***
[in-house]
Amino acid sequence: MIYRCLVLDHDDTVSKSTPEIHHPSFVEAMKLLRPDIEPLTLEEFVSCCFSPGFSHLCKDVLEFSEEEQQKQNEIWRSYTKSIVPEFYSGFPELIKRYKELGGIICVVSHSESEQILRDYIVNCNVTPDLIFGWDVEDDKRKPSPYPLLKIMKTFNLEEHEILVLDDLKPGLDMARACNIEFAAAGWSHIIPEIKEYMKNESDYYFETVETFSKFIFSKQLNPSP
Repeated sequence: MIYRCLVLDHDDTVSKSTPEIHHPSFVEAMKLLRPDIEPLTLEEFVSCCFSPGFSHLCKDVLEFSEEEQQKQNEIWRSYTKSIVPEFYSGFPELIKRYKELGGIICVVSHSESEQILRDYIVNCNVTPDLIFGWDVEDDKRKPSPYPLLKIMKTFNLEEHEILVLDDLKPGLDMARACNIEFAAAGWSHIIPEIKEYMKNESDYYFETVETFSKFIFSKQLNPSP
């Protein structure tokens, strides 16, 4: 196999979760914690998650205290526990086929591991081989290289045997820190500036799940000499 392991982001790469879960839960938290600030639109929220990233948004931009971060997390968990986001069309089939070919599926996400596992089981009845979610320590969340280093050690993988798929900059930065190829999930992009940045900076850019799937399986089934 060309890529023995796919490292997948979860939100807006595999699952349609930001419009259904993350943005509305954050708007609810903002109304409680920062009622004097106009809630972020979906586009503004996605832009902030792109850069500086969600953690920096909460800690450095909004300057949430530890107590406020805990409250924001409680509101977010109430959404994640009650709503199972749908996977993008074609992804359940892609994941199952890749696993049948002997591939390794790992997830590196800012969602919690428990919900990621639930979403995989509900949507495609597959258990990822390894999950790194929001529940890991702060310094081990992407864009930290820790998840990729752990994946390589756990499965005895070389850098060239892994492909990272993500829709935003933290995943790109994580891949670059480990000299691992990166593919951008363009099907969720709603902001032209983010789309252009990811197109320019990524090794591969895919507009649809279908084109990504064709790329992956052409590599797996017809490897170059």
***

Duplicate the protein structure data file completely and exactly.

[in-house]
Amino acid sequence: MIYRCLVLDHDDTVSKSTPEIHHPSFVEAMKLLRPDIEPLTLEEFVSCCFSPGFSHLCKDVLEFSEEEQQKQNEIWRSYTKSIVPEFYSGFPELIKRYKELGGIICVVSHSESEQILRDYIVNCNVTPDLIFGWDVEDDKRKPSPYPLLKIMKTFNLEEHEILVLDDLKPGLDMARACNIEFAAAGWSHIIPEIKEYMKNESDYYFETVETFSKFIFSKQLNPSP
Repeated sequence: MIYRCLVLDHDDTVSKSTPEIHHPSFVEAMKLLRPDIEPLTLEEFVSCCFSPGFSHLCKDVLEFSEEEQQKQNEIWRSYTKSIVPEFYSGFPELIKRYKELGGIICVVSHSESEQILRDYIVNCNVTPDLIFGWDVEDDKRKPSPYPLLKIMKTFNLEEHEILVLDDLKPGLDMARACNIEFAAAGWSHIIPEIKEYMKNESDYYFETVETFSKFIFSKQLNPSP
């Protein structure tokens, strides 16, 4: 196999979760914690998650205290526990086929591991081989290289045997820190500036799940000499 392991982001790469879960839960938290600030639109929220990233948004931009971060997390968990986001069309089939070919599926996400596992089981009845979610320590969340280093050690993988798929900059930065190829999930992009940045900076850019799937399986089934 060309890529023995796919490292997948979860939100807006595999699952349609930001419009259904993350943005509305954050708007609810903002109304409680920062009622004097106009809630972020979906586009503004996605832009902030792109850069500086969600953690920096909460800690450095909004300057949430530890107590406020805990409250924001409680509101977010109430959404994640009650709503199972749908996977993008074609992804359940892609994941199952890749696993049948002997591939390794790992997830590196800012969602919690428990919900990621639930979403995989509900949507495609597959258990990822390894999950790194929001529940890991702060310094081990992407864009930290820790998840990729752990994946390589756990499965005895070389850098060239892994492909990272993500829709935003933290995943790109994580891949670059480990000299691992990166593919951008363009099907969720709603902001032209983010789309252009990811197109320019990524090794591969895919507009649809279908084109990504064709790329992956052409590599797996017809490897170059």